NASA Astrophysics Data System (ADS)

Prediction and active control of the spatial distribution of particulate deposits obtained from sessile droplet evaporation is essential in ink-jet printing, nanostructure assembly, biotechnology, and other applications that require localized deposits. In recent years, sessile droplet evaporation on bio-inspired superhydrophobic surfaces has become an attractive method for depositing materials on a site-specific, localized region, but is less explored compared to evaporative deposition on hydrophilic surfaces. It is therefore of interest to understand particle deposition during droplet evaporation on superhydrophobic surfaces to enable accurate prediction and tunable control of localized deposits on such surfaces. The purpose of the present work is to explore the morphology of particles deposited on superhydrophobic surfaces by the evaporation of sessile water droplets containing suspended latex spheres. Droplet evaporation experiments are performed on non-wetting, textured surfaces with varying geometric parameters. The temporal evolution of the droplet contact radius and contact angle throughout the evaporation process are tracked by visualizing the transient droplet shape and wetting behavior. The droplets are observed to exhibit a combination of the following modes of evaporation: the constant contact radius mode, the constant contact angle mode, and the mixed mode in which the contact angle and the contact radius change simultaneously. After complete dry-out, the remaining particulate deposits are qualitatively and quantitatively characterized to describe their spatial distribution. In the first part of the study, the test surfaces are maintained at different temperatures. Experiments are conducted at ambient conditions and at elevated substrate temperatures of approximately 40°C, 50°C, and 60°C. The results show that droplet evaporation on superhydrophobic surfaces, driven by either mass diffusion at ambient conditions or by substrate heating, suppresses deposition of particles at the contact-line during droplet evaporation. This behavior provides an effective means of localizing the deposition of suspended particles. In the second part of the study, the droplets are allowed to evaporate at ambient conditions on test substrates with significant relative differences in surface morphology. These differing surfaces yield a wide range of surface wettability as a means to control the particulate deposition process. Analysis of the droplet wetting behavior throughout the evaporation process show that the droplet could either remain in the Cassie state (resting on top of the roughness elements) or transition into the Wenzel state (roughness elements flooded). Top- and side-view images of the droplet profile are visualized to confirm the droplet wetting state near the end of evaporation. Experimental observations are compared with a theoretical trend of the Cassie-to-Wenzel transition based on the capillary-Laplace pressure balance at transition between wetting states. The results reveal a relationship between localized deposit size and surface morphology based on this ultimate wetting state. An optimum surface morphology for minimizing the deposit coverage area is identified.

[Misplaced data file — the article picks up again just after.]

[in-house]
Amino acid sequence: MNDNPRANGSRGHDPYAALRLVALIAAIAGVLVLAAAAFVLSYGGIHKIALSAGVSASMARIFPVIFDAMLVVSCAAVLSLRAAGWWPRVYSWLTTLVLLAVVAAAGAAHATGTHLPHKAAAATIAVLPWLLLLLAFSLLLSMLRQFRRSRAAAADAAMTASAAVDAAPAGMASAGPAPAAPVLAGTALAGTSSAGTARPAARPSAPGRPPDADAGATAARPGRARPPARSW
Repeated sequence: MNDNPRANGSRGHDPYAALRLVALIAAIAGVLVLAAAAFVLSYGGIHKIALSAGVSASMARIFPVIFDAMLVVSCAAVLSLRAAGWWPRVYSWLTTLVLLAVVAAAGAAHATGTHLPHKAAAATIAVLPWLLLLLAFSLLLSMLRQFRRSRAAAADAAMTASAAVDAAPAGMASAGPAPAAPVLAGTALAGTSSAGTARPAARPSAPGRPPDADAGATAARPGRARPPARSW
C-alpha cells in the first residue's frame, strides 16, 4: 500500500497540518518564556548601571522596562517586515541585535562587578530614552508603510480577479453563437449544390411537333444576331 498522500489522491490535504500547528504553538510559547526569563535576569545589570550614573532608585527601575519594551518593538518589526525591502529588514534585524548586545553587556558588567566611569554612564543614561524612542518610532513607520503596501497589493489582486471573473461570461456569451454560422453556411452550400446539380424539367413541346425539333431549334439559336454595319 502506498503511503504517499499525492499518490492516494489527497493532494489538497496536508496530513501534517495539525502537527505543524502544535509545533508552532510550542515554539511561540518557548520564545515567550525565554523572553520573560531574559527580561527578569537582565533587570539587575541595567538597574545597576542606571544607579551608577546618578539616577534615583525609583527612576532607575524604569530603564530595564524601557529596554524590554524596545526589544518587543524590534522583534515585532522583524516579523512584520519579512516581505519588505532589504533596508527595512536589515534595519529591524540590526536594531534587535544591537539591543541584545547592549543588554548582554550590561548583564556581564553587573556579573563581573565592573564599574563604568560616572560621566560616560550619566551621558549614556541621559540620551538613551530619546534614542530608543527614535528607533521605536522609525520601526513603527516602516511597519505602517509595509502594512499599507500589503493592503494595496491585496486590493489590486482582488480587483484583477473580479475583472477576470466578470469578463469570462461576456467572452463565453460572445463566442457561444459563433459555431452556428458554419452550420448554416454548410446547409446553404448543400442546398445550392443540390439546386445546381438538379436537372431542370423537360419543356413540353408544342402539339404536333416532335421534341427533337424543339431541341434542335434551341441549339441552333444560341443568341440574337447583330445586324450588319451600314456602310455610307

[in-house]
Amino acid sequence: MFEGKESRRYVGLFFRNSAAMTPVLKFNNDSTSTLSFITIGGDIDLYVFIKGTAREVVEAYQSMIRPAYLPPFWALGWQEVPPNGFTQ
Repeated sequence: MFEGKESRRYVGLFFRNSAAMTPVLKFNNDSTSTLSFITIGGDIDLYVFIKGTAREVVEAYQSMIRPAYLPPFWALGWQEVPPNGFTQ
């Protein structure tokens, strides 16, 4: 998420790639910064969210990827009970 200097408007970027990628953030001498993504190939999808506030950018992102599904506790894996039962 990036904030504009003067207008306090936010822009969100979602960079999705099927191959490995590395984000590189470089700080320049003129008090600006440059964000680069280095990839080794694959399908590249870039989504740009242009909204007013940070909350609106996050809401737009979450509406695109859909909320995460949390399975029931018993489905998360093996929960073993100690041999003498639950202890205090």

Dicuangco, Mercy Grace


Wettability of terminally anchored polymer brush layers on a polyamide surface.